telling. It happened in St James Palace on 27 January 2005, the sixtieth anniversary of the liberation of Auschwitz. Punctuality, said Louis XVIII of France, is the politeness of kings. Royalty arrives on time and leaves on time. So it is with the Queen, but not on this occasion. When the time came for her to leave, she stayed. And stayed. One of her attendants said he had never known her to linger so long after her scheduled departure time. She was meeting a group of Holocaust survivors. She gave each survivor- it was a large group her focused, unhurried attention. She stood with each until they had finished telling their personal story. One after another, the survivors were coming to me in a kind of trance, saying, "Sixty years ago I did not know whether I would be alive tomorrow, and here I am today talking to the Queen." It brought a kind of blessed closure into deeply lacerated lives. Sixty years earlier they had been treated, in Germany, Austria, PoThe model is Moses, described in the Torah as "very land, in fact in most of Europe, as subhuman, yet now the humble, more so than any person on the face of the Queen was treating them as if each were a visiting Head earth" (Num. 12:3). "Humble" here does not mean of State. That was humility: not holding yourself low but diffident, meek, self-abasing, timid, bashful, demure holding others high. And where you find humility, there or lacking in self-confidence. Moses was none of you find greatness. It is a lesson for each of us. R. Shlomo these. It means honoring others and regarding them of Karlin said, Der grester yetser hora is az mir fargest az as important, no less important than you are. It does mi is ein ben Melekh, "The greatest source of sin is to fornot mean holding yourself low; it means holding get we are children of the King." We say Avinu Malkenu, other people high. It means roughly what Ben Zoma "Our Father, our King." It follows that we are all members meant when he said (Avot 4:1), "Who is honored? of a royal family and must act as if we are. And the mark One who honors others." This led to one of the great of royalty is humility. The real honor is not the honor we rabbinic teachings, contained in the siddur and said receive but the honor we give. on Motsei Shabbat: "Rabbi Jochanan said, Wherever you find the greatness of the Holy One, blessed be He, there you find His humility. This is written in the Sally & Seymour Olshin Adult Education Program Torah, repeated in the Prophets, and stated a third time in the Writings. It is written in the Torah: 'For the Lord your G-d is G-d of gods and Lord of lords, the great, mighty and awe inspiring G-d, who shows no favoritism and accepts no bribe.' Immediately afterwards it is written, 'He upholds the cause of the Great Neck Synagogue 2013 orphan and widow, and loves the stranger, giving him food and clothing'..." (Megillah 31a) Summer Learning Program G-d cares for all regardless of rank, and so must we, even a king, especially a king. Greatness is humility.In the context of the Diamond Jubilee of Queen Elizabeth the Second, there is a story worth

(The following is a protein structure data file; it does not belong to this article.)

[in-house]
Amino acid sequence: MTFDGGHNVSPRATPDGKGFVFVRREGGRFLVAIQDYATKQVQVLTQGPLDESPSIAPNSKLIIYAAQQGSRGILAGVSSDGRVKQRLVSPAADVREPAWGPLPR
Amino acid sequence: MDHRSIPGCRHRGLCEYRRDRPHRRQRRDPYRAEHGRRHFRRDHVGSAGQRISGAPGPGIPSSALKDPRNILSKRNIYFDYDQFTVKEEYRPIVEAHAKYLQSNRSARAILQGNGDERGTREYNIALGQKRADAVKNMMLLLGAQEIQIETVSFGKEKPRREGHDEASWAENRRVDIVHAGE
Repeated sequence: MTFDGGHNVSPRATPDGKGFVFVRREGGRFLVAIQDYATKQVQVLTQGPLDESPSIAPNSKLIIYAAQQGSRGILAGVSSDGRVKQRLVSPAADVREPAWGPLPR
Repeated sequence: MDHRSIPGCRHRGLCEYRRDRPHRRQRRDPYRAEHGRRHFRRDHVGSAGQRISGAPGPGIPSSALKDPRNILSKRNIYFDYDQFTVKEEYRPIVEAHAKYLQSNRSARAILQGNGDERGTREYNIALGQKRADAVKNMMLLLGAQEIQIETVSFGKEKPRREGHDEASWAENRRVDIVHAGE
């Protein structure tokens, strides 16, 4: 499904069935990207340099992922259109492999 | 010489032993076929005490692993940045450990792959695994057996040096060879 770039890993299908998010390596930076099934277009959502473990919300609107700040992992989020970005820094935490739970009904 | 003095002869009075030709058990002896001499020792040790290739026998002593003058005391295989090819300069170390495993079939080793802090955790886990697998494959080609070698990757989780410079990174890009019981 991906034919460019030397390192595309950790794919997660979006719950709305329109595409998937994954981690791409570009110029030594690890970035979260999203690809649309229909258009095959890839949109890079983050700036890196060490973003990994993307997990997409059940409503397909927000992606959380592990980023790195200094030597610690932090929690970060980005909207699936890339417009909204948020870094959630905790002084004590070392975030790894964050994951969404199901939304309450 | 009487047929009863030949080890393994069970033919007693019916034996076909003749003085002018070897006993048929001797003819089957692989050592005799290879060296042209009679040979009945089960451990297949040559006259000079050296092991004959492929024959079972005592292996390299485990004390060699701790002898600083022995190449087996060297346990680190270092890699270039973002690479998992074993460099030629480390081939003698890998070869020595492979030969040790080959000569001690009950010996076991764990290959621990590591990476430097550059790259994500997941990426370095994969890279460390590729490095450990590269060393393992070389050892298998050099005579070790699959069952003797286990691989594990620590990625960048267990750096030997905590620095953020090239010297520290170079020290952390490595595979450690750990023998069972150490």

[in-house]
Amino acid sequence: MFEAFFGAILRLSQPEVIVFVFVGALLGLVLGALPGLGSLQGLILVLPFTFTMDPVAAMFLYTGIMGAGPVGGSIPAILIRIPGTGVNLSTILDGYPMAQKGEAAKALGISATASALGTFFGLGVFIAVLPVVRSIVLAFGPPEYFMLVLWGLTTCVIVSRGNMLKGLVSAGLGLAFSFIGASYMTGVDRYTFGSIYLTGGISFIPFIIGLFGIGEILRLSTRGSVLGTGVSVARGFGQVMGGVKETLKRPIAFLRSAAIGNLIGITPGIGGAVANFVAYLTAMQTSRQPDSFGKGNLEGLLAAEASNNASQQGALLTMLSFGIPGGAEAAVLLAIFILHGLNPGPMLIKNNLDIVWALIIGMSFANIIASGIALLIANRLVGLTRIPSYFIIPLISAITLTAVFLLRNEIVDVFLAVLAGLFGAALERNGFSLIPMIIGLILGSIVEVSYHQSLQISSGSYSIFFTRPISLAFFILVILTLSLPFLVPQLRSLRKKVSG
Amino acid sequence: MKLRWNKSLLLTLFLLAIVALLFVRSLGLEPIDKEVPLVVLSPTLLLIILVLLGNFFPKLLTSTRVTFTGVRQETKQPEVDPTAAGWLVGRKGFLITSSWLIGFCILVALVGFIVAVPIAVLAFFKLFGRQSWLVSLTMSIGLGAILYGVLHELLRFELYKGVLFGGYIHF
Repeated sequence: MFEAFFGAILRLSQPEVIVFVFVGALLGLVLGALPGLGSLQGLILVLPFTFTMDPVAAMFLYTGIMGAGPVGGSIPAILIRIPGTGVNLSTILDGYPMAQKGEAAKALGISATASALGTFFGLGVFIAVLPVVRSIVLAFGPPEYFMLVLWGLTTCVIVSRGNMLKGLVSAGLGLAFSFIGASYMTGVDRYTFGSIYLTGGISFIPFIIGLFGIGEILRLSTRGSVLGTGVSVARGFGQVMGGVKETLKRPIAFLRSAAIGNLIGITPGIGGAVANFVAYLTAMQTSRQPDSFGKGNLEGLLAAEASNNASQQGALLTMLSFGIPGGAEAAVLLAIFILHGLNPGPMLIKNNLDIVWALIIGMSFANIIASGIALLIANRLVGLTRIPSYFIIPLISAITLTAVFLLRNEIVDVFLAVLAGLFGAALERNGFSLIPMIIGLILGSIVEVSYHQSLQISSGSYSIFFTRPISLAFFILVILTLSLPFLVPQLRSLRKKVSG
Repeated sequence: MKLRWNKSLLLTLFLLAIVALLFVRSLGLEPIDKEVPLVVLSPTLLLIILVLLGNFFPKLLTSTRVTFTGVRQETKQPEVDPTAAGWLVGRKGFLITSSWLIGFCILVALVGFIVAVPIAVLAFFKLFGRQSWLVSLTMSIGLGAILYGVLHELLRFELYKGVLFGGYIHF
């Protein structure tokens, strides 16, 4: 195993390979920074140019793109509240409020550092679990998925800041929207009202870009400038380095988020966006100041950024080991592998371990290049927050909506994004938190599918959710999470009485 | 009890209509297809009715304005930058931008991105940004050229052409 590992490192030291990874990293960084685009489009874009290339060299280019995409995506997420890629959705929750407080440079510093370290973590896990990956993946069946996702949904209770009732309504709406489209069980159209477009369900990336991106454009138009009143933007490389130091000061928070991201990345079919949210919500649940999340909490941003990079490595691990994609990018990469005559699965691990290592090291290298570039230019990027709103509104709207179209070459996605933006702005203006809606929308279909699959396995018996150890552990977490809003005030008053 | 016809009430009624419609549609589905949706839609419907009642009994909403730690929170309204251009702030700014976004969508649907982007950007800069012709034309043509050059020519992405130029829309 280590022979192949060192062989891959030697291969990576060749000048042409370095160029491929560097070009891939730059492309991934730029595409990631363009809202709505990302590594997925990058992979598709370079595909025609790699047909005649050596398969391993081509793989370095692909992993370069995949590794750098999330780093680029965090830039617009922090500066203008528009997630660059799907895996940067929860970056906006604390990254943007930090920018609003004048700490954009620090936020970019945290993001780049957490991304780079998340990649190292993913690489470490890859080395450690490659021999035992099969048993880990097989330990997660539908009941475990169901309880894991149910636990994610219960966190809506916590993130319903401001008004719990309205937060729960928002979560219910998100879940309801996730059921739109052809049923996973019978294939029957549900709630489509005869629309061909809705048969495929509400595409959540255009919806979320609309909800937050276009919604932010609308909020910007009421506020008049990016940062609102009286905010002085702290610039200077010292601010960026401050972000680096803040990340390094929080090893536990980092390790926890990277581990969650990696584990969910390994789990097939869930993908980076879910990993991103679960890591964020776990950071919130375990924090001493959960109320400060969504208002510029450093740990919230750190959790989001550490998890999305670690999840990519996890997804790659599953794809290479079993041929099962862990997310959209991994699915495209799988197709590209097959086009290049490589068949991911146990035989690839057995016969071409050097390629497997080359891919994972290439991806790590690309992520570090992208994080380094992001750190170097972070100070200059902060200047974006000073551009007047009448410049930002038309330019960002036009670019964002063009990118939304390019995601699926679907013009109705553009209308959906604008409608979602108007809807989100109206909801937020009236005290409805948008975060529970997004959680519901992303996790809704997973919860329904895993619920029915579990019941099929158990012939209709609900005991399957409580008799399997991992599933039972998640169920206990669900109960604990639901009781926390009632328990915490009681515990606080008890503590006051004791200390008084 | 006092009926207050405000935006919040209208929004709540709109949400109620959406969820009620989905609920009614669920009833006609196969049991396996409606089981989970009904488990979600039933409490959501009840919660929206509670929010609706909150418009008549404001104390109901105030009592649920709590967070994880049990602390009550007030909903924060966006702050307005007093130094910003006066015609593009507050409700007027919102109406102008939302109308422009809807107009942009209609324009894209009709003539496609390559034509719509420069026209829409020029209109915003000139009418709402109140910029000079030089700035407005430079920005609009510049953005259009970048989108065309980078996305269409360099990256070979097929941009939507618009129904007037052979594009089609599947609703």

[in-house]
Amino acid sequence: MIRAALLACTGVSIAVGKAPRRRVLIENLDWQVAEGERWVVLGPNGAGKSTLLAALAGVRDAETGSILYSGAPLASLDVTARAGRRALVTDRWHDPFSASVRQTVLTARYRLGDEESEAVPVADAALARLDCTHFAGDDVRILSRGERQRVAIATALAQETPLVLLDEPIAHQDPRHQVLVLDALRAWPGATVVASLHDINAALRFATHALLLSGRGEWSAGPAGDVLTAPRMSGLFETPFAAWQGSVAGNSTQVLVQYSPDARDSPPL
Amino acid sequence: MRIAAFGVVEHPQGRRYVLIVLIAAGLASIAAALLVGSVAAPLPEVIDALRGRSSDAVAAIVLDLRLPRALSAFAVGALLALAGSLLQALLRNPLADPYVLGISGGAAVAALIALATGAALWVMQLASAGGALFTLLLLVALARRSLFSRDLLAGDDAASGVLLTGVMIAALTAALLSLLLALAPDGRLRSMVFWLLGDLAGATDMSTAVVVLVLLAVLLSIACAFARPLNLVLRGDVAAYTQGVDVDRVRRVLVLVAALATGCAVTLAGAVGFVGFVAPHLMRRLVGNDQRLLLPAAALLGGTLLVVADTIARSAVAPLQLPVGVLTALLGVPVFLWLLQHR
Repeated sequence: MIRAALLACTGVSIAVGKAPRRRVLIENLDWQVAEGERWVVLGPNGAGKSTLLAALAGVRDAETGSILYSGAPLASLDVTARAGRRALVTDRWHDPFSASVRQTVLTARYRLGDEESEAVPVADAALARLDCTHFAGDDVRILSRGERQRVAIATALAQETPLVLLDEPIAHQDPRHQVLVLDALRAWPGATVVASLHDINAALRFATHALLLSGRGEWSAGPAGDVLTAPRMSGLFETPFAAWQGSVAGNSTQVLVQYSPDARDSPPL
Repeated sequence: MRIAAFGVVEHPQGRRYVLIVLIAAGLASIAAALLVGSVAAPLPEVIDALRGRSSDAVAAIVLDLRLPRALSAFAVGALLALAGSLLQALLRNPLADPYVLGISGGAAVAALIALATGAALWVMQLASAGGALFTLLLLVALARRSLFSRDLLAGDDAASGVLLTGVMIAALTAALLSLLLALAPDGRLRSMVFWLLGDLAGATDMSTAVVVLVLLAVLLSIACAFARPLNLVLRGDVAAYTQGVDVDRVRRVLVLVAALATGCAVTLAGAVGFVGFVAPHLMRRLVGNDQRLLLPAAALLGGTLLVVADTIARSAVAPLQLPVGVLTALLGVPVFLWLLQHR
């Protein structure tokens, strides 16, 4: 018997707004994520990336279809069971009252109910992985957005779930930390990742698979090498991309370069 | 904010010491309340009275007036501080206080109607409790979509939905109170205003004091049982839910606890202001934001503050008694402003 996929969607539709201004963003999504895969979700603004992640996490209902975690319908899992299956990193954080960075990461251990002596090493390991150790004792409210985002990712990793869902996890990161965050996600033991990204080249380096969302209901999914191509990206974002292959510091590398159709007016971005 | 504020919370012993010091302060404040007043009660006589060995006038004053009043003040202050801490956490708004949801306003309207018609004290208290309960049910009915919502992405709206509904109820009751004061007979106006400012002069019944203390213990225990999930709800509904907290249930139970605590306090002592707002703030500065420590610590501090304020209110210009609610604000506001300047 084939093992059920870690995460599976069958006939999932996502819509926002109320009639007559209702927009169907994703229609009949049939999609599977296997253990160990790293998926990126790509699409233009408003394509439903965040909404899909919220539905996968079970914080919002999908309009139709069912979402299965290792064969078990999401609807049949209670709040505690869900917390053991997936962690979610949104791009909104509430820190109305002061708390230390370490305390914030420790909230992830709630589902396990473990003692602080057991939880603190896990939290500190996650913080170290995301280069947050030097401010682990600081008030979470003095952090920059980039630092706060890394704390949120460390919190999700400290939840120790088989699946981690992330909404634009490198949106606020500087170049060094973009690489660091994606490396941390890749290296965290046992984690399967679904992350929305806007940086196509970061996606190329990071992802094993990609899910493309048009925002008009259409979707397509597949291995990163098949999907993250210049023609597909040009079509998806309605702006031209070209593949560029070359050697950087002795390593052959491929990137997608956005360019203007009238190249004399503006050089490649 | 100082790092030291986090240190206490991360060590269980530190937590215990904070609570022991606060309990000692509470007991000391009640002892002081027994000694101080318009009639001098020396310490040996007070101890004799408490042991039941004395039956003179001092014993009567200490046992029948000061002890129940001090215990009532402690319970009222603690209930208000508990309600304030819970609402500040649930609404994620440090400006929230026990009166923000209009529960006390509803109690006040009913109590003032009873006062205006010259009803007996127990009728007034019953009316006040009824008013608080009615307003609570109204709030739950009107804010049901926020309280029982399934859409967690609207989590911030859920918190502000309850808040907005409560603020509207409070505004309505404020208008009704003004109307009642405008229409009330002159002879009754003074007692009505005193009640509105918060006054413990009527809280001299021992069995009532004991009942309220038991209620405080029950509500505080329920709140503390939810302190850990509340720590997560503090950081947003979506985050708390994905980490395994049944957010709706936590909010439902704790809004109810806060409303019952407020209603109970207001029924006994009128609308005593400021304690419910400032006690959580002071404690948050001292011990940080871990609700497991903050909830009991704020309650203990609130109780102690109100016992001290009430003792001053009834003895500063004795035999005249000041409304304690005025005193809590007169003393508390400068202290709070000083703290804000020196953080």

Tuesday, August 6 Dinner— 7:30pm/Mincha— 8:00pm
Maariv following lecture RABBI DOVID HIRSCH
Great Neck Synagogue Shabbat Activities Program
Dale Polakoff, Rabbi Ian Lichter, Assistant Rabbi Dr. Ephraim Wolf ,z”l, Rabbi Emeritus Ze’ev Kron, Cantor Eleazer Schulman, z”l, Cantor Emeritus Rabbi Sholom Jensen, Youth Director Zehava & Michael Atlas, Youth Directors Mark Twersky, Executive Director Rabbi Avraham Bronstein, Program Director Dr. Scott Danoff, President Harold Domnitch, Chairman of the Board Dena Block, Yoetzet Halacha
Eva, Morris and Jack K. Rubin Memorial Chair in Rabbinics, Rabbi Isaac Elchanan Theological Seminary
“Accountability & Responsibility: Lifnei ‘Iver and ‘Ein Shaliach l’Dvar Aveirah”
GNS 6TH ANNUAL ROSH HASHANA PASS IT FORWARD HUNGER INITIATIVE MONDAY SEPTEMBER 2, 2013 BRING THE SWEETNESS OF ROSH HASHANA TO THOSE IN NEED! Now in its 6th year, the PASS IT FORWARD program of the GNS Hunger Initiative provides food to families for Yom Tov. Last year, volunteers packed and delivered over 1000 meals to needy individuals, families, kosher food pantries and North Shore Hospital Bikur Cholim. HERE’S HOW YOU CAN HELP! Donate Food: If you have a kosher kitchen (separate meat and dairy utensils and kosher certification on all processed foods), make extra food (soup, main, side or dessert) and pack it in containers serving 4-8 (no bags please!) Deliver it to GNS COAT ROOM LOBBY on MONDAY SEPTEMBER 2ND between 11 and 1 pm. Donate $$: Purchase a special meal for a $18 contribution from Mazurs, Great Neck Glatt or Everfresh, which will be delivered on your behalf. Or make a donation directly to the GNS Hunger Initiative. Donate Time: We need packers (from 10:30 am to 3 pm) and drivers for about 25 different routes, starting from 2:00 pm TO 5:00 PM on MONDAY SEPTEMBER 2ND starting at GNS Coat Lobby. Donate Creativity: Have your child create a special handmade Rosh HaShana card to be enclosed in the food delivery. Drop them by Synagogue Office. ALL VOLUNTEERS PLEASE EMAIL: MICHELLE BERMAN: email@example.com CINDY HODKIN: firstname.lastname@example.org